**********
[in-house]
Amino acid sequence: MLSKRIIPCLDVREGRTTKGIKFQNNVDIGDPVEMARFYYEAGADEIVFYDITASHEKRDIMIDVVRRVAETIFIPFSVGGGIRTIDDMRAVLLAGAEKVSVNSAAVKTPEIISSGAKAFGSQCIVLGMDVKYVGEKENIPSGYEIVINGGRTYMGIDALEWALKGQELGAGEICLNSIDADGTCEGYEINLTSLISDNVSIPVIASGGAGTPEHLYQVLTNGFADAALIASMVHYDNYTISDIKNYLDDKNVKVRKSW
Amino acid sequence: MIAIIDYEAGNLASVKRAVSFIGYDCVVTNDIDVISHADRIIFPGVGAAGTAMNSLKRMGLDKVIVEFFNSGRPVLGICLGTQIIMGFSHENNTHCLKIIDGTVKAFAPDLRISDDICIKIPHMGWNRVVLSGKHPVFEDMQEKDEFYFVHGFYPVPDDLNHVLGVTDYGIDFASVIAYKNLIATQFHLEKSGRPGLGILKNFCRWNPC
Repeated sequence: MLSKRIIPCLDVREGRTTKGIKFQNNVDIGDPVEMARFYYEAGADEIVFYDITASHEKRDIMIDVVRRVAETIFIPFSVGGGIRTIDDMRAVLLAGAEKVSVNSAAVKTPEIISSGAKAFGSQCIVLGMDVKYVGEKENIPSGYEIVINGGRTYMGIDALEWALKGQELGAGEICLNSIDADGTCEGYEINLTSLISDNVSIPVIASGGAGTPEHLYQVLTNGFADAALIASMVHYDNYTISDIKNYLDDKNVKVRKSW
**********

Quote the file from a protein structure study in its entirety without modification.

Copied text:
[in-house]
Amino acid sequence: MLSKRIIPCLDVREGRTTKGIKFQNNVDIGDPVEMARFYYEAGADEIVFYDITASHEKRDIMIDVVRRVAETIFIPFSVGGGIRTIDDMRAVLLAGAEKVSVNSAAVKTPEIISSGAKAFGSQCIVLGMDVKYVGEKENIPSGYEIVINGGRTYMGIDALEWALKGQELGAGEICLNSIDADGTCEGYEINLTSLISDNVSIPVIASGGAGTPEHLYQVLTNGFADAALIASMVHYDNYTISDIKNYLDDKNVKVRKSW
Amino acid sequence: MIAIIDYEAGNLASVKRAVSFIGYDCVVTNDIDVISHADRIIFPGVGAAGTAMNSLKRMGLDKVIVEFFNSGRPVLGICLGTQIIMGFSHENNTHCLKIIDGTVKAFAPDLRISDDICIKIPHMGWNRVVLSGKHPVFEDMQEKDEFYFVHGFYPVPDDLNHVLGVTDYGIDFASVIAYKNLIATQFHLEKSGRPGLGILKNFCRWNPC
Repeated sequence: MLSKRIIPCLDVREGRTTKGIKFQNNVDIGDPVEMARFYYEAGADEIVFYDITASHEKRDIMIDVVRRVAETIFIPFSVGGGIRTIDDMRAVLLAGAEKVSVNSAAVKTPEIISSGAKAFGSQCIVLGMDVKYVGEKENIPSGYEIVINGGRTYMGIDALEWALKGQELGAGEICLNSIDADGTCEGYEINLTSLISDNVSIPVIASGGAGTPEHLYQVLTNGFADAALIASMVHYDNYTISDIKNYLDDKNVKVRKSW